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When will every car be driverless?

Posting in Transportation
 
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This week Audi and BMW were the latest to unveil advances in their driverless car technology at the Consumer Electronics Show.

But while just about every major car company has a self-driving car they're showing off (here's BMW's latest video) and intentions to add semi-autonomous features to new cars in the near future, the question remains: when will we self-driving cars actually be on the roads in significant numbers? 

The latest to try to answer that question is the research company IHS. In a new study, the company predicts that globally there will be 54 million self-driving cars on the road by 2035, with annual sales rising from 230,000 in 2025 to 11.8 million in 2035. By 2050, the company says, "nearly all of the vehicles in use are likely to be self-driving cars or self-driving commercial vehicles."

What will the driverless technology features add to the price of the car? IHS says that driverless technology will add between $7,000 and $10,000 to a car’s sticker price in 2025. That premium is expected to drop to $5,000 in 2030 and $3,000 in 2035. 

Of course, there are still plenty of hurdles before reaching any of these milestones, decades away. But the biggest one likely won't be technology.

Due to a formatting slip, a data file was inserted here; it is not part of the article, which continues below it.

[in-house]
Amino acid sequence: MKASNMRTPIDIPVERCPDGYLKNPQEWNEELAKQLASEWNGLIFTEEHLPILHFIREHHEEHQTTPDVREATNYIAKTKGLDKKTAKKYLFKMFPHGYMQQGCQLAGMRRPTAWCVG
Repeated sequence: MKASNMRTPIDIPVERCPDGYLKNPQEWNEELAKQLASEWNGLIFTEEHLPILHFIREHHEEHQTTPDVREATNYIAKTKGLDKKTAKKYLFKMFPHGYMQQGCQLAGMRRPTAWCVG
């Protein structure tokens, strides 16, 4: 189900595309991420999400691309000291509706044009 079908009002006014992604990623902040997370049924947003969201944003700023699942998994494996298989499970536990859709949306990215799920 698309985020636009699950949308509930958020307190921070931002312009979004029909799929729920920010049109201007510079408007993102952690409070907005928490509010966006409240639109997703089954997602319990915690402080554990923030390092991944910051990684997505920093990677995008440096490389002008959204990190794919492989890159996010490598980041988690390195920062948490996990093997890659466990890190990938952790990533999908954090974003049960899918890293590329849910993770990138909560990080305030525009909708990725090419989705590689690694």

"The only thing that is stopping us is the legal stuff," Patrick Heinemann, an engineer of advanced driver assistance systems for Audi AG, told the Associated Press.
 
In the United States, there are numerous states -- from Florida to California --  that are trying to make sure they are ahead of the curve with driverless car laws already on the books. But a new study from RAND Corporation looking at the benefits and challenges of self-driving cars says that these laws could lead to a "patchwork of conflicting regulatory requirements that vary from state to state, which could undermine potential benefits."

For policymakers, RAND has four suggestions:

  • Avoid passing regulations prematurely while the technology is still evolving.
  • Update distracted-driving laws.
  • Clarify who will own the data generated by this technology and how it will be used, and address privacy concerns
  • Regulations and liability rules should be designed by comparing the performance of autonomous vehicles to that of average human drivers and the long-term benefits of the technology should be incorporated into determinations of liability.
But once those are sorted out, RAND believes the benefits of self-driving cars -- from increased safety to increased fuel economy -- will outweigh the challenges. 

Photo: BMW

— By on January 10, 2014, 7:00 AM PST

Tyler Falk

Contributing Editor

Tyler Falk is a freelance journalist based in Washington, D.C. Previously, he was with Smart Growth America and Grist. He holds a degree from Goshen College. Follow him on Twitter. Disclosure